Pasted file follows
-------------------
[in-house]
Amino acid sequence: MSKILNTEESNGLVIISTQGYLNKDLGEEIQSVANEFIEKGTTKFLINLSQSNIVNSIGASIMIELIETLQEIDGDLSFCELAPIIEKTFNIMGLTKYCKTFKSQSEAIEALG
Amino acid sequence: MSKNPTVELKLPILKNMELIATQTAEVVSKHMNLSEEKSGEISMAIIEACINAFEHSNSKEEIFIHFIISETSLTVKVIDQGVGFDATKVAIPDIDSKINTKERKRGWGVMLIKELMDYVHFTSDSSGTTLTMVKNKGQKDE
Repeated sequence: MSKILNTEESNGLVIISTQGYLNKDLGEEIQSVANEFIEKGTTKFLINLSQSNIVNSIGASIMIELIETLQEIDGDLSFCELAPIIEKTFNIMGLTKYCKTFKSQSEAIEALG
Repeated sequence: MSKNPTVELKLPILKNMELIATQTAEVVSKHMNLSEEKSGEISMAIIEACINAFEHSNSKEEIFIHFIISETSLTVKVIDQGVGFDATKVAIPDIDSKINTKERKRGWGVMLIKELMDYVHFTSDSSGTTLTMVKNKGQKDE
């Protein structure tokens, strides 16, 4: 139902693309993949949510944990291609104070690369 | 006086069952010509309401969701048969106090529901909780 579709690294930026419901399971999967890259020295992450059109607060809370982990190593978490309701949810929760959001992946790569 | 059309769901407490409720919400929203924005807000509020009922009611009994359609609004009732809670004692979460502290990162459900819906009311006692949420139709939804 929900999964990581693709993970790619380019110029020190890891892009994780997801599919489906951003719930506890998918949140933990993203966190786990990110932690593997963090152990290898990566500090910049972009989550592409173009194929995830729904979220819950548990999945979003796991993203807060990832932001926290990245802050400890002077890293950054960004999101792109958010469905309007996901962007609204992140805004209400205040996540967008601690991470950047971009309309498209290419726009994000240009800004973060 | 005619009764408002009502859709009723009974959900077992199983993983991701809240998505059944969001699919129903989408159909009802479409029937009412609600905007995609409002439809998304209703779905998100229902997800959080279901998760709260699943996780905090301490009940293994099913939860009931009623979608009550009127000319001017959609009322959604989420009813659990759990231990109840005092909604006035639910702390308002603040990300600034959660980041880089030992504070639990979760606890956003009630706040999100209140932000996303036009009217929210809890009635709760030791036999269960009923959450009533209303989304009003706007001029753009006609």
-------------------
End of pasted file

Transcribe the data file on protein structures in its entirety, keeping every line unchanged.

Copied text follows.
[in-house]
Amino acid sequence: MSKILNTEESNGLVIISTQGYLNKDLGEEIQSVANEFIEKGTTKFLINLSQSNIVNSIGASIMIELIETLQEIDGDLSFCELAPIIEKTFNIMGLTKYCKTFKSQSEAIEALG
Amino acid sequence: MSKNPTVELKLPILKNMELIATQTAEVVSKHMNLSEEKSGEISMAIIEACINAFEHSNSKEEIFIHFIISETSLTVKVIDQGVGFDATKVAIPDIDSKINTKERKRGWGVMLIKELMDYVHFTSDSSGTTLTMVKNKGQKDE
Repeated sequence: MSKILNTEESNGLVIISTQGYLNKDLGEEIQSVANEFIEKGTTKFLINLSQSNIVNSIGASIMIELIETLQEIDGDLSFCELAPIIEKTFNIMGLTKYCKTFKSQSEAIEALG
Repeated sequence: MSKNPTVELKLPILKNMELIATQTAEVVSKHMNLSEEKSGEISMAIIEACINAFEHSNSKEEIFIHFIISETSLTVKVIDQGVGFDATKVAIPDIDSKINTKERKRGWGVMLIKELMDYVHFTSDSSGTTLTMVKNKGQKDE
């Protein structure tokens, strides 16, 4: 139902693309993949949510944990291609104070690369 | 006086069952010509309401969701048969106090529901909780 579709690294930026419901399971999967890259020295992450059109607060809370982990190593978490309701949810929760959001992946790569 | 059309769901407490409720919400929203924005807000509020009922009611009994359609609004009732809670004692979460502290990162459900819906009311006692949420139709939804 929900999964990581693709993970790619380019110029020190890891892009994780997801599919489906951003719930506890998918949140933990993203966190786990990110932690593997963090152990290898990566500090910049972009989550592409173009194929995830729904979220819950548990999945979003796991993203807060990832932001926290990245802050400890002077890293950054960004999101792109958010469905309007996901962007609204992140805004209400205040996540967008601690991470950047971009309309498209290419726009994000240009800004973060 | 005619009764408002009502859709009723009974959900077992199983993983991701809240998505059944969001699919129903989408159909009802479409029937009412609600905007995609409002439809998304209703779905998100229902997800959080279901998760709260699943996780905090301490009940293994099913939860009931009623979608009550009127000319001017959609009322959604989420009813659990759990231990109840005092909604006035639910702390308002603040990300600034959660980041880089030992504070639990979760606890956003009630706040999100209140932000996303036009009217929210809890009635709760030791036999269960009923959450009533209303989304009003706007001029753009006609």